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Remembering Kermit "Frog" Armbruster

Last week, we lost our friend and Air Warrior, Kermit "Frog" Armbruster to cancer.  Kerm was a frequent attendee of PhanCons and loved the F-4 Phantom II Society.  We love you back, Kerm!  Thanks for the memories.  We thank member, Roger Mills for sending this excerpt to us to share with all of you.



             Remembering Kermit “FROG” Armbruster         
Fighter Pilot Extraordinaire


You’ll have to ask some other “Jocks” who were with Kerm in squadrons both in the US, Europe and in combat in Southeast Asia  about the specifics of Kerm’s Air Force career prior to Orders to the 170th Fighter Squadron,  Illinois Air National Guard. I can tell you I heard him in conversations at Phancon Reunions reminiscing with some of them … the usual … naming names, remembering places and incidents … fighter pilot talk …  usually starting with “do you remember when …”

Kerm’s ‘last duty station’ was with the Illinois Air National Guard at Springfield Illinois as the USAF’s Air Advisor … the ‘big brother’ … there to answer questions about the airplane and whatever other assistance the squadron might need by way of liaison to the USAF as they went about the challenges of training, flying and completing inspections for Readiness as part of the “Total Force Concept” ... every Guard Unit has an Air Advisor.   The 170th was a great squadron … good enough to be chosen as the First Flying Reserve Unit of any of the Services to receive the F-4 Phantom II … a front line fighter at the time … as its primary aircraft. Kerm was sent by the USAF to make it happen as the 170th transitioned from the Korea Era F-84F…. and he did it First Class.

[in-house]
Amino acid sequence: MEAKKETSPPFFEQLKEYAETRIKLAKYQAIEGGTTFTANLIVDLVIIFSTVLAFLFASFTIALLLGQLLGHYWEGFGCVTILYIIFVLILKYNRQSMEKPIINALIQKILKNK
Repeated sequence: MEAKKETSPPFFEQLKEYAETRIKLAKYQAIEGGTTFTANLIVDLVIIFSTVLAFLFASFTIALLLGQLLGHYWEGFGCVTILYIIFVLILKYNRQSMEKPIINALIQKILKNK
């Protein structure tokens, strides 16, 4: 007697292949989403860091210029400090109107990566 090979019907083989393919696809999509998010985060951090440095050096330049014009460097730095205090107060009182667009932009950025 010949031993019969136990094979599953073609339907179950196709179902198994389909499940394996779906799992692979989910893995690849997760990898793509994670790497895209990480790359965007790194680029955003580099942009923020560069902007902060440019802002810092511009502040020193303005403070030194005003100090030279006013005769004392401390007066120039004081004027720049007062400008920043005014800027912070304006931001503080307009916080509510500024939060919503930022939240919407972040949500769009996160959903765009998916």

There are always “good squadron stories” … those best saved to be told over a cold brew … Kermit is doing that now – with those fighter jocks that left before him … we, the pilots and WSO’s of the 170th will keep his memory … lift a glass when his name comes up … hope to see him when our time comes up … and always smile and recall him when we hear the whine of a pair of J-79 engines.

I’m sure you have read HIGH FLIGHT, a poem written by John Gillespie Magee, Jr.,  an American pilot with the Royal Canadian Air Force during WW II, that starts 

"Oh, I have slipped the surly bonds of earth,  And danced the skies on laughter-silvered wings …” military aviation as people envision it … silk scarfs fluttering in the breeze!!!  But I think if you said “Hey Kerm … tell me what its like … flying the F-4???” He’d repeat the words of a rendering poem based on Pilot Officer Magee’s work fighter jocks know as LOW FLIGHT ! And Kerm would say:

Oh! I’ve slipped the swirling clouds of dust

A few feet from the dirt.


I’ve flown my PHANTOM low enough


to make my bottom hurt.




I’ve skimmed the desert floor,


hills, valleys, mountains too.


Frolicked in the trees


where only flying squirrels flew.




Chased the frightened cows along,


disturbed the ram and ewe,


and done a hundred other things


that you’d not care to do.




I’ve smacked the tiny sparrow,


bluebirds, robin, all the rest.


I’ve ingested baby eagles,


simply sucked them from their nests.




I’ve streaked through total darkness,


just the other guy and me,


and spent the night in TERROR OF


things I could not see.




I’ve turned my eyes to heaven


as I sweated through the flight,


put out my hand


and touched



With all due respect for John Gillespie Magee, Jr., his poem concludes:


“… and, while with silent, lifting mind I've trod the high untrespassed sanctity of space, put out my hand and touched the face of God."

Kermit … save a place for us … Flying Officers of the 170th.



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